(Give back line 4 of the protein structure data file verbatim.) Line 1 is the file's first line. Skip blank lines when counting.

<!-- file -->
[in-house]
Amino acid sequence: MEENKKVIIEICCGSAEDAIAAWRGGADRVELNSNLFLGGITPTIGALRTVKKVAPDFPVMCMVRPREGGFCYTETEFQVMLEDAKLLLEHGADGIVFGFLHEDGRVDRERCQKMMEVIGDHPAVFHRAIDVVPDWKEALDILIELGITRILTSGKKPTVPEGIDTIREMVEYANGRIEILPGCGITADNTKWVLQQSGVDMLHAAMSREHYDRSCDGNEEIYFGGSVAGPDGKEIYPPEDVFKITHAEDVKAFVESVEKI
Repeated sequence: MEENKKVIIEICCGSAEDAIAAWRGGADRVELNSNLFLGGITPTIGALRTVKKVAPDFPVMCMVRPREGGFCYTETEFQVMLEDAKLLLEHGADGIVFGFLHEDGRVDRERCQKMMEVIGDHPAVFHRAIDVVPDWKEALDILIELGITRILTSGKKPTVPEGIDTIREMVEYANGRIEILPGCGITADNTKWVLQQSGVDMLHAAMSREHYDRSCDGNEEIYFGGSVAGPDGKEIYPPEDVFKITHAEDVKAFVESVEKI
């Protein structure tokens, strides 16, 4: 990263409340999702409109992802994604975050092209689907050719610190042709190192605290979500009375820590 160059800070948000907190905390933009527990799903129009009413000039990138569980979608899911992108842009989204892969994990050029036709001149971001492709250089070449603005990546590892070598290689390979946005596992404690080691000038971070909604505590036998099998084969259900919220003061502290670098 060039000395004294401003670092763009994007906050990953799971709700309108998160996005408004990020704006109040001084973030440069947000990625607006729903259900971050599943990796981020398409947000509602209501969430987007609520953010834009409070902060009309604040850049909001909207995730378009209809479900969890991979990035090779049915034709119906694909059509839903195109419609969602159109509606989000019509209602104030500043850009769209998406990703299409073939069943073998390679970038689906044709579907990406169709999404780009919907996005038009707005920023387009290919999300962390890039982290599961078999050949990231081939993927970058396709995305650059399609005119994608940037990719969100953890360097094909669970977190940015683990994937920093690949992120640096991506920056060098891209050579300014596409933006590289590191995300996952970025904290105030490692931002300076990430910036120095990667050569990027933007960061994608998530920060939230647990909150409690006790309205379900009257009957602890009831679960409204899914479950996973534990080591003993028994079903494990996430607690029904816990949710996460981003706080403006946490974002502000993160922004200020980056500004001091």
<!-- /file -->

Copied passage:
């Protein structure tokens, strides 16, 4: 990263409340999702409109992802994604975050092209689907050719610190042709190192605290979500009375820590 160059800070948000907190905390933009527990799903129009009413000039990138569980979608899911992108842009989204892969994990050029036709001149971001492709250089070449603005990546590892070598290689390979946005596992404690080691000038971070909604505590036998099998084969259900919220003061502290670098 060039000395004294401003670092763009994007906050990953799971709700309108998160996005408004990020704006109040001084973030440069947000990625607006729903259900971050599943990796981020398409947000509602209501969430987007609520953010834009409070902060009309604040850049909001909207995730378009209809479900969890991979990035090779049915034709119906694909059509839903195109419609969602159109509606989000019509209602104030500043850009769209998406990703299409073939069943073998390679970038689906044709579907990406169709999404780009919907996005038009707005920023387009290919999300962390890039982290599961078999050949990231081939993927970058396709995305650059399609005119994608940037990719969100953890360097094909669970977190940015683990994937920093690949992120640096991506920056060098891209050579300014596409933006590289590191995300996952970025904290105030490692931002300076990430910036120095990667050569990027933007960061994608998530920060939230647990909150409690006790309205379900009257009957602890009831679960409204899914479950996973534990080591003993028994079903494990996430607690029904816990949710996460981003706080403006946490974002502000993160922004200020980056500004001091």